Brian Michael Bendis has been writing Spider-Man for over sixteen years now, and his affinity for the wall-crawler certainly shows in this latest Generations one-shot, which is also the final issue in Marvel's line-wide 'Generations' tie-in.
The series, acting as a thematic prequel of sorts to Marvel Legacy, follows a bunch of the company's 'legacy' characters as they team up with their OG counterparts. Kelly Thompson did a brilliant Hawkeye tie-in the other month, and Jason Aaron did the same with Thor. The torch now falls to Bendis however, who opted to place one of Spidey's most historic moments in the limelight for Miles' journey through time.
And it works... for the most part. Bendis really has a feel for the history of the character and the way in which he depicts sixties Spidey is particularly brilliant, with exclamation marks and external monologues adorning the foreground of the issue whenever the pair meet. Ramon Perez's art also pays homage to the pencils of Ditko and Romita superbly, lending the book a really authentic feel that's bound to get Spidey fans talking (and in a good way too).
The issue, primarily, is all about Miles' struggle to reconcile his superhero identity with all the usual Spidey fare; "family, friends, schoolwork" - all of it has taken a backseat while he thwips his way across New York, and it seems as though he's been sent back in time precisely because of this. It's not just any old year though - Miles meets Peter during the events of The Amazing Spider-Man #33, which is about as key a moment as you can pinpoint in the Spidey canon.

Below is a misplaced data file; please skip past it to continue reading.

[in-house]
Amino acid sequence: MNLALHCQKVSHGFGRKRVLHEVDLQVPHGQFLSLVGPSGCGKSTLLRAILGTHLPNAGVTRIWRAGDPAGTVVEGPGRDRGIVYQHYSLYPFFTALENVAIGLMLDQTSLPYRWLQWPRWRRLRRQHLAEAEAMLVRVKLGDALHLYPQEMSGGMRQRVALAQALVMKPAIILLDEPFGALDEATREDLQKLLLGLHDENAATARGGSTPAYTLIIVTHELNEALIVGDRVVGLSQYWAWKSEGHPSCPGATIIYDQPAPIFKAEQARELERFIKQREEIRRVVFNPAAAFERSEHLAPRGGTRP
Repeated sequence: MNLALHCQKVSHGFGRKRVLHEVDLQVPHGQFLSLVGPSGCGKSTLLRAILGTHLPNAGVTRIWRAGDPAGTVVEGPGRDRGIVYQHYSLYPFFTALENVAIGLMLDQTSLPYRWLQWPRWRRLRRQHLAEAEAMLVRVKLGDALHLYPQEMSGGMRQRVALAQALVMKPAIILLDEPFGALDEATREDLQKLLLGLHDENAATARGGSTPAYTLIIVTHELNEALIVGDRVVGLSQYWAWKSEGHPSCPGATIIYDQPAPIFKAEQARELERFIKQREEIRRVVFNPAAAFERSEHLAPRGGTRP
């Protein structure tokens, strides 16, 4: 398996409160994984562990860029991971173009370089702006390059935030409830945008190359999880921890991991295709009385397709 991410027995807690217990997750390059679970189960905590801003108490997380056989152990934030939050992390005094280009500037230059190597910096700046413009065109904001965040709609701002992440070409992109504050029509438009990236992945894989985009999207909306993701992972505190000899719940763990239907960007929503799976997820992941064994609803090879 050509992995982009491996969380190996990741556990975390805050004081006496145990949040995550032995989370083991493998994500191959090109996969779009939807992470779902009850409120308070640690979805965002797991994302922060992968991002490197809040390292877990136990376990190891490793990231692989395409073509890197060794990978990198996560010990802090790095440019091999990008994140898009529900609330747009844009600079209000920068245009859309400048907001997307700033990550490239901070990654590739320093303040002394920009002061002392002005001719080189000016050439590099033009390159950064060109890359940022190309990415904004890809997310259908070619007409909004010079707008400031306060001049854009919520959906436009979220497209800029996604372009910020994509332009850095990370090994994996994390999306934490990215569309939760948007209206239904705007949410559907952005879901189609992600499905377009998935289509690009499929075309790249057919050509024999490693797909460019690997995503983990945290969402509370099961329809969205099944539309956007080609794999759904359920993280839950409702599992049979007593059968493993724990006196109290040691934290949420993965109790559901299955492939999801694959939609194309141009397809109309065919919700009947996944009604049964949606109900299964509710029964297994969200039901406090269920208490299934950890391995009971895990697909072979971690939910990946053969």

It makes for a thoroughly enjoyable and emotional comic, but one that's also impeded by a somewhat bizarre moment in its final pages where Miles basically thanks Peter for letting him be Spider-Man... kind of? Like, it's genuinely weird to see the character state (in no small way) that being Spider-Man is more about Peter than it is himself.
In any case, this Generations tie-in succeeds where others haven't. Bendis, despite the odd moment at the end, handles the story really well, providing a heartwarming tale that pretty neatly exemplifies everything Spider-Man has or ever will be. It reminds us of the struggles that really defined the character in his earliest adventures, and places them in a context where both we - the reader - and Miles can appreciate them even more.
It's not perfect though, and while the purpose of these Generations tie-ins is plain for all to see, this need to 'remind' readers of where these characters came from feels tacked-on and even somewhat dismissive of the legacies they've built themselves. Miles has been Spider-Man for over six years now, and in that time has managed to endear the hearts and minds of readers everywhere, lead his own book and feature in a number of Marvel's flagship titles.
In that sense, Generations: The Spiders feels almost like a step-back for the character. It succeeds in places, and it's brilliant to see an older Miles interacting with Pete during his college years, but it seems to forego the fact that we've already seen the character own his identity since his initial introduction. Irrespective of whatever Spider-themed struggles he's currently experiencing, Miles is Spider-Man just as much Peter is - a trip through time shouldn't have to serve as a reminder of that.